Contemporary security policy is no longer a matter of protecting borders or fighting an identified foreign enemy. With counterterrorism high on the security agenda, private citizens and companies have all come to be seen as central to the aim of providing security.
Situated within the debate on terrorism risk and security, Corporate Risk and National Security Redefined offers a detailed analysis of the role of private companies in American and Danish counter-terrorism policies. The book shows that a ‘responsibilization strategy’ is central to both the American and Danish security policy – a strategy which tends to portray security as a ‘duty’ rather than the ‘right’ that it traditionally has been considered as. The study however finds that such strategies have been received very differently in the business communities of the two countries.
The book brings the corporate understandings of the relation between corporate risk and national security to the fore, and let the reader in on a constant conceptual battle and negotiation on the meaning of national security and corporate risk.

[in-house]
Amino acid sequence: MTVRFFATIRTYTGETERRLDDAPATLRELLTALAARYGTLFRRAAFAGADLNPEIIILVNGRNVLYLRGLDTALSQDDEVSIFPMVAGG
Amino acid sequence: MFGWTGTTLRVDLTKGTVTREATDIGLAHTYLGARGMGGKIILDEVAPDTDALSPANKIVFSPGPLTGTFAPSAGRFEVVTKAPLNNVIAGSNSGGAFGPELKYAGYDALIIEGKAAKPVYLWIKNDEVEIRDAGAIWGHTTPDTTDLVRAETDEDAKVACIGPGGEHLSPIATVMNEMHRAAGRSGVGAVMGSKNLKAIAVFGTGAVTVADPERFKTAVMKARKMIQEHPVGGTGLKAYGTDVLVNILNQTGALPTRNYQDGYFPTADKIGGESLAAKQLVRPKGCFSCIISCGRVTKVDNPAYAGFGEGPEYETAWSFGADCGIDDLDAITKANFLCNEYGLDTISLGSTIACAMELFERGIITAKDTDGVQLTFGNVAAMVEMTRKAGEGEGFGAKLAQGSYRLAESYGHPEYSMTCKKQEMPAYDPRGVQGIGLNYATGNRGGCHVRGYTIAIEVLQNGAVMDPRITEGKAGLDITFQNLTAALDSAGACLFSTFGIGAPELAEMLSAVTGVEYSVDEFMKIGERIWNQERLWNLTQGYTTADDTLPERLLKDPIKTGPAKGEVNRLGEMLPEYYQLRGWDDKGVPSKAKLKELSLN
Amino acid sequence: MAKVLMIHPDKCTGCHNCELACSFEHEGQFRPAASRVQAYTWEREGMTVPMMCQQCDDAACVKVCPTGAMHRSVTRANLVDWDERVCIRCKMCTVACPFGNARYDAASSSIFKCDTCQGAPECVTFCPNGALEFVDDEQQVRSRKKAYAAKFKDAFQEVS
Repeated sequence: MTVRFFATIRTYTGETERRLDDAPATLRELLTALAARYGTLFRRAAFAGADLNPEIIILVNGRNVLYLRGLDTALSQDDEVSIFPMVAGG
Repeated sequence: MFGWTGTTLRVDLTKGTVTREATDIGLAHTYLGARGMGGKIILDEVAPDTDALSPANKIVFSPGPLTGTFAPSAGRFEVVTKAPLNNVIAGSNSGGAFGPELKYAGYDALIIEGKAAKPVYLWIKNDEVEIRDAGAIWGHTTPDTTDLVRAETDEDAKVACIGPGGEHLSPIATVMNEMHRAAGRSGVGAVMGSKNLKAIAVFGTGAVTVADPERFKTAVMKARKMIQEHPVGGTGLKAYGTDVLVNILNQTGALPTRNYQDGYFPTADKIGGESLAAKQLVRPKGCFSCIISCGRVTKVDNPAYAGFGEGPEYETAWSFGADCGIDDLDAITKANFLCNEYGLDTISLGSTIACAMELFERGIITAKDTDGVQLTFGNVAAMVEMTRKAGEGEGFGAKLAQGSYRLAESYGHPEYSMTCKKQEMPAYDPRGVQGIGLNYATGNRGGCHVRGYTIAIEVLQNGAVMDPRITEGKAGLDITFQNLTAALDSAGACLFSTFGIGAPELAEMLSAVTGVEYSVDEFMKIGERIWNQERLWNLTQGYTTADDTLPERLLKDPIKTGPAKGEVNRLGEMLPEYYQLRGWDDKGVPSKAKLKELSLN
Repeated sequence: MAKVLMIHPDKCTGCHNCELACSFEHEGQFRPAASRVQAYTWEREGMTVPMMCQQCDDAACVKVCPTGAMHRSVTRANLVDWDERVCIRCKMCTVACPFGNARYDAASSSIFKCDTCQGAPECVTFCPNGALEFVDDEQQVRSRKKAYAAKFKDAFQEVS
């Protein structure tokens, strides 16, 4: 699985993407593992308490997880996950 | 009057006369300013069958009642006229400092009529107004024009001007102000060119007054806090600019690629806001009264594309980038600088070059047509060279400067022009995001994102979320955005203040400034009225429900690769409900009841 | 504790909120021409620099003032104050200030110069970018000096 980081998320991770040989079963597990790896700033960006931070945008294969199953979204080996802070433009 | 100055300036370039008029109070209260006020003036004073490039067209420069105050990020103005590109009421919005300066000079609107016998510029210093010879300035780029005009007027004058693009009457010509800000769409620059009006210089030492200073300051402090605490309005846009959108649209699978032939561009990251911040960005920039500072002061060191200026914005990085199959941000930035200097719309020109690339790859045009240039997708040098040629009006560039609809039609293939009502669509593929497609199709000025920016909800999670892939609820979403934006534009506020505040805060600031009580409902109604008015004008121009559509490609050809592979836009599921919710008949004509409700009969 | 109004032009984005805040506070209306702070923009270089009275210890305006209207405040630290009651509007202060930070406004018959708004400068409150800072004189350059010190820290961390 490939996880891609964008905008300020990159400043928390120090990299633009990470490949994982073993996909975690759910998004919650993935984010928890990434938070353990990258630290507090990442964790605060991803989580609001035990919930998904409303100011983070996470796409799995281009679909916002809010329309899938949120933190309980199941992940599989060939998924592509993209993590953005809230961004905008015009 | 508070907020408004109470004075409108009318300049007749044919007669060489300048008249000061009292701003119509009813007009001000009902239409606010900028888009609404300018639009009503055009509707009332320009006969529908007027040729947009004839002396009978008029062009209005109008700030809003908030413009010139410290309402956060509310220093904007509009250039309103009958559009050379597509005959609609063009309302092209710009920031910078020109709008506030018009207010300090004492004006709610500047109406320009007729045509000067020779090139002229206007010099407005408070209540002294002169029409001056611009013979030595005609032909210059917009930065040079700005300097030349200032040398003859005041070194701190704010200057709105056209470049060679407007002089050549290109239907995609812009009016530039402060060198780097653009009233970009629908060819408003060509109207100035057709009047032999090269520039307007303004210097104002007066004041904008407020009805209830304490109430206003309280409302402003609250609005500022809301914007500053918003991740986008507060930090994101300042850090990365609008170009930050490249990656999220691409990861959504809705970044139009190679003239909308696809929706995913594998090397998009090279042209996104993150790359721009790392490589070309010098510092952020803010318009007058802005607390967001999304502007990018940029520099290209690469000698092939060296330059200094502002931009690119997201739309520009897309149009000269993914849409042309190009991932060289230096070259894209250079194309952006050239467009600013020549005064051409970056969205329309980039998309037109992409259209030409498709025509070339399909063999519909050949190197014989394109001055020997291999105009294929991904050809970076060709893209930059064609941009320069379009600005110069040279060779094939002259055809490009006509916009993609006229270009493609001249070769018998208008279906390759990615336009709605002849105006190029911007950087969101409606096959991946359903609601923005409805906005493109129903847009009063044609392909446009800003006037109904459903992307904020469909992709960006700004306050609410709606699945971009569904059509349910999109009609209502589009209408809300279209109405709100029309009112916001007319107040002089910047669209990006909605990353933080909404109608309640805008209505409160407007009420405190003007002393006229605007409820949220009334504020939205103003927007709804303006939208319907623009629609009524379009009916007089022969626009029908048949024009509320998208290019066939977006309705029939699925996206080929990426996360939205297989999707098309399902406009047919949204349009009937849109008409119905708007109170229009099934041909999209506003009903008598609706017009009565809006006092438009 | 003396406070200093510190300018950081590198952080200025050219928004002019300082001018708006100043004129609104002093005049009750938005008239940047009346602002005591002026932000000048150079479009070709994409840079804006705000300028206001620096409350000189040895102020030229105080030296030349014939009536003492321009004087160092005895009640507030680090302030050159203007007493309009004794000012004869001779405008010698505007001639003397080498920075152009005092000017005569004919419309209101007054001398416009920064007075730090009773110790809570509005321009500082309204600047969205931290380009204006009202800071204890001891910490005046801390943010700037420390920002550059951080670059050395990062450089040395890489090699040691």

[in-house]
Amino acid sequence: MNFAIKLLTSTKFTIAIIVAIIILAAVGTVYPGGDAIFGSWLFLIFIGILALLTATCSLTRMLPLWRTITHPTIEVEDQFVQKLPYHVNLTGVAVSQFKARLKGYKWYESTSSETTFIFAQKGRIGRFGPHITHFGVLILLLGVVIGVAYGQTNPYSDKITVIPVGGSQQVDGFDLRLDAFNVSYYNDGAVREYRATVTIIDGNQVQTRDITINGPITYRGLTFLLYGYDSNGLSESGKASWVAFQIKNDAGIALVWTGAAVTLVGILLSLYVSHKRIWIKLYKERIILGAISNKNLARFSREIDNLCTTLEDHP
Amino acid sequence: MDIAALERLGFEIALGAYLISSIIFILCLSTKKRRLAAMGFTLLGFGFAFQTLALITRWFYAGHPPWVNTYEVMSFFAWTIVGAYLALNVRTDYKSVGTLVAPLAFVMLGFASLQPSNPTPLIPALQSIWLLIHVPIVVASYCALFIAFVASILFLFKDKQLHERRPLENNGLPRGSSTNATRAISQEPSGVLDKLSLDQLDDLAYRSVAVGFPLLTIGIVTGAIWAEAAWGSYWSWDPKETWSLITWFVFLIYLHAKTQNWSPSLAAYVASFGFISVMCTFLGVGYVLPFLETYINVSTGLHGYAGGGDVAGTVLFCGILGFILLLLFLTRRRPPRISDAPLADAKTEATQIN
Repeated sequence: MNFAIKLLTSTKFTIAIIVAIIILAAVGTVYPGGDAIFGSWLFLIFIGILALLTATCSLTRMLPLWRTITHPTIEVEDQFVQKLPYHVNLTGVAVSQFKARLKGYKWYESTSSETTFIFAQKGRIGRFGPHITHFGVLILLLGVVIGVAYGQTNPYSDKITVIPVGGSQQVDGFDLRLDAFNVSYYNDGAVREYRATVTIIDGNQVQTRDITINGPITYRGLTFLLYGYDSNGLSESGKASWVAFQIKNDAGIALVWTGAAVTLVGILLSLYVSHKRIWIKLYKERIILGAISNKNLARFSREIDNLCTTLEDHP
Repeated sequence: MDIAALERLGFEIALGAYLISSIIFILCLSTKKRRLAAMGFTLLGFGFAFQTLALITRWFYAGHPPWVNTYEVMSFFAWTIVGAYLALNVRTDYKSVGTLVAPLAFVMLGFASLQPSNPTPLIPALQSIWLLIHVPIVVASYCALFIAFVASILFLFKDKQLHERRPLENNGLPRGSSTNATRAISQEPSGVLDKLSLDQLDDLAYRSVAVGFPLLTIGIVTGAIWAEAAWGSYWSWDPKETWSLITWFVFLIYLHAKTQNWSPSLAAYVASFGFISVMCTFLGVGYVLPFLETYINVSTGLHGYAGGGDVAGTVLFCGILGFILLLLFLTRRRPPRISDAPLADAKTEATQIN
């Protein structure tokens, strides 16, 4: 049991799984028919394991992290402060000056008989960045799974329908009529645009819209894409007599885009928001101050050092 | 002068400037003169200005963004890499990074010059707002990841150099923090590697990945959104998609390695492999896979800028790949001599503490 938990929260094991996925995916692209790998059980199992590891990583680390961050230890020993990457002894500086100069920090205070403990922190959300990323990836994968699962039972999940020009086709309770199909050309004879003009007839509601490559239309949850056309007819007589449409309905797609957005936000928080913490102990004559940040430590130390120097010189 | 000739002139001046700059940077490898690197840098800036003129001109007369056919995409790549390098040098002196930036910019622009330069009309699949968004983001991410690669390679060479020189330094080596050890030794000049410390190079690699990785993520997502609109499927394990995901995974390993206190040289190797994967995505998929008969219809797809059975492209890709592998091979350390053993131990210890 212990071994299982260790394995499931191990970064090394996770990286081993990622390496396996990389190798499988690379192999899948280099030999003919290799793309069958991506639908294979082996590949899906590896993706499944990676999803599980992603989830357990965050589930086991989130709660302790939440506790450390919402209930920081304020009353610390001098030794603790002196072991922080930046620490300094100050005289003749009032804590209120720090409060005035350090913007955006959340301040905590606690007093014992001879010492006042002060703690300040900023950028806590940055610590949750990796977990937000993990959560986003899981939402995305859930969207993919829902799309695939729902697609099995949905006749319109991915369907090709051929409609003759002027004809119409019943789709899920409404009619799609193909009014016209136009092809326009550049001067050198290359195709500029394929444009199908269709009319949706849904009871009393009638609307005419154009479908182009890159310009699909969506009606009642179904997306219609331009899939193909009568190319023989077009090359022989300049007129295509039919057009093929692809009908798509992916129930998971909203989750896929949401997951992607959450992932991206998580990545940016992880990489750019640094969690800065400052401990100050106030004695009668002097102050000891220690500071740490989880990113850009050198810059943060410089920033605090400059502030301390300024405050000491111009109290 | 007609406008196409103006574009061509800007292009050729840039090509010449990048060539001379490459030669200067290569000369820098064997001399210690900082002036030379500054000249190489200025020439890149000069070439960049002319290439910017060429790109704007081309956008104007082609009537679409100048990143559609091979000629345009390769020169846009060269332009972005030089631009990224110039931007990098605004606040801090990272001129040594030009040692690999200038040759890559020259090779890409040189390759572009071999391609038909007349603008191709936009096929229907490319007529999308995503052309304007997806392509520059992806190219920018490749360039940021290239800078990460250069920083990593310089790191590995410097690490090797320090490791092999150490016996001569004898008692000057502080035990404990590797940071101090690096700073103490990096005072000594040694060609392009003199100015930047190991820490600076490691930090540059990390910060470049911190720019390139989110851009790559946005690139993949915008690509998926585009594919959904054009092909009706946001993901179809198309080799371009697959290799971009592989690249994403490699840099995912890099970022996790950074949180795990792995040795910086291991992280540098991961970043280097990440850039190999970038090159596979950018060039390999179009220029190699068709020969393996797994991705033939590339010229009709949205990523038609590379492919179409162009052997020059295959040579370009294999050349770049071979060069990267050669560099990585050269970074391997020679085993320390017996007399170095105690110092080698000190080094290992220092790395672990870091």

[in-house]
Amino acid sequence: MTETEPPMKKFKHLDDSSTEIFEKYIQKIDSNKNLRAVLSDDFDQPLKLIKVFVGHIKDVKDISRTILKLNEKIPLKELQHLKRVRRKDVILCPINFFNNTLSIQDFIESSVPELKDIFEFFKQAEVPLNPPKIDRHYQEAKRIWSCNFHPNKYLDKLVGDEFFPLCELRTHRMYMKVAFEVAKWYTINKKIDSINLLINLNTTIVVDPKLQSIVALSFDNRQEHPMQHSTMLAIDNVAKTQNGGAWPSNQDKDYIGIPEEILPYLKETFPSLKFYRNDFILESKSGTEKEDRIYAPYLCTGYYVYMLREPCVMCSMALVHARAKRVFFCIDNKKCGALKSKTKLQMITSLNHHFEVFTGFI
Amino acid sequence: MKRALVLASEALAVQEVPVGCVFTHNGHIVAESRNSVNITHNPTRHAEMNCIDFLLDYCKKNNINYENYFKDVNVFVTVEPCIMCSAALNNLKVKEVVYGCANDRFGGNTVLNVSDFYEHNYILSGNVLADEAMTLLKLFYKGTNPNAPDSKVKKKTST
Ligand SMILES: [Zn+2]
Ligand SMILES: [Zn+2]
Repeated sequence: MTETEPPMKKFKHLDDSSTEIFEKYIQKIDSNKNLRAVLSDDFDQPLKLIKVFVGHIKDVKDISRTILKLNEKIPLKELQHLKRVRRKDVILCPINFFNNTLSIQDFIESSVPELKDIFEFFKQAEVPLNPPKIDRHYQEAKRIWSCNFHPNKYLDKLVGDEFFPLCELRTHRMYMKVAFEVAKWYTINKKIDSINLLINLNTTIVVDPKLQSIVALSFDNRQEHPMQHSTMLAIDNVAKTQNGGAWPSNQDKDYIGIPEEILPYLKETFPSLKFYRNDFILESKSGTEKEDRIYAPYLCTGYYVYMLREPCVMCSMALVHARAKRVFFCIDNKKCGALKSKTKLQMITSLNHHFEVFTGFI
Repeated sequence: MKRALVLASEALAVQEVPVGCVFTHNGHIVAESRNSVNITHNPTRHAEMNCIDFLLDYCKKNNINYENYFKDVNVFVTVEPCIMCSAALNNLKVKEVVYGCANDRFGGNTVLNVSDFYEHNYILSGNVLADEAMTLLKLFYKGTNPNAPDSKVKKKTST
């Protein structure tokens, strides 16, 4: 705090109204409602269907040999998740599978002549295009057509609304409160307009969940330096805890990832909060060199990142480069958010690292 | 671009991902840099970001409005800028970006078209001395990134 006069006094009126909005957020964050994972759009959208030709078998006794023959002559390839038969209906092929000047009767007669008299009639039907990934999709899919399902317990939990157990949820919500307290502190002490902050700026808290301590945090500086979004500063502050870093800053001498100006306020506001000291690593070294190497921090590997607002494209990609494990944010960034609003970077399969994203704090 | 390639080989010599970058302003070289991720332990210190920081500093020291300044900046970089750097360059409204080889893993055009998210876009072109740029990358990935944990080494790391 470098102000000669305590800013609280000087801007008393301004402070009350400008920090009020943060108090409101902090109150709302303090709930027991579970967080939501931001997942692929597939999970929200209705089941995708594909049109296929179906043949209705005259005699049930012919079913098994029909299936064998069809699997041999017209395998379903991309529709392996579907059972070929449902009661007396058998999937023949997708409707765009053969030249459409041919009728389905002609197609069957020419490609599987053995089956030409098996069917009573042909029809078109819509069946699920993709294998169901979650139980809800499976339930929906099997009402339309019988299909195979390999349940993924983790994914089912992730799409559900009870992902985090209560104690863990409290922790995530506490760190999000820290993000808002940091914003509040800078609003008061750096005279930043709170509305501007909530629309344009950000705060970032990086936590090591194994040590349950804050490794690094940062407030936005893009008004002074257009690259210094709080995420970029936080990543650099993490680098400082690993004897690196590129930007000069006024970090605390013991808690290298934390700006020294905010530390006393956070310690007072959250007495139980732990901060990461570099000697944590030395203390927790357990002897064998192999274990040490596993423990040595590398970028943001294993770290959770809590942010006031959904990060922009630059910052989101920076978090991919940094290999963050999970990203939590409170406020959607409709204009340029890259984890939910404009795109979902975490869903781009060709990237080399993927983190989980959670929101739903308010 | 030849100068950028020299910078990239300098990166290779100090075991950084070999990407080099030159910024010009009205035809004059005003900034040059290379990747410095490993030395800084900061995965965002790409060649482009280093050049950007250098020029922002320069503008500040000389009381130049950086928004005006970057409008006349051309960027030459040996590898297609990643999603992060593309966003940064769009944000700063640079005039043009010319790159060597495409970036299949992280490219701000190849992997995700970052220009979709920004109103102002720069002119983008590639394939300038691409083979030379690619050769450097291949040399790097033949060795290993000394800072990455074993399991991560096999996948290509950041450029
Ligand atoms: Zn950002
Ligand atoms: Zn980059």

Corporate Risk and National Security Redefined will be of interest to students and scholars of international relations, critical security, business and terrorism.
Table of Contents
1. Introduction 2. Risk Studies: Defining a Place for Politics? 3. Studying Concepts of Risk and Security 4. Counterterrorism in Denmark: A Welfare State Approach to Private Security? 5. Counterterrorism in the United States: A Liberal Approach to Counterterrorism? 6. Conclusions: Political and Private Responsibility and Authority Redefined
Karen Lund Petersen is Researcher and Deputy Director at the Centre for Advanced Security Theory, Department of Political Science, University of Copenhagen, Denmark.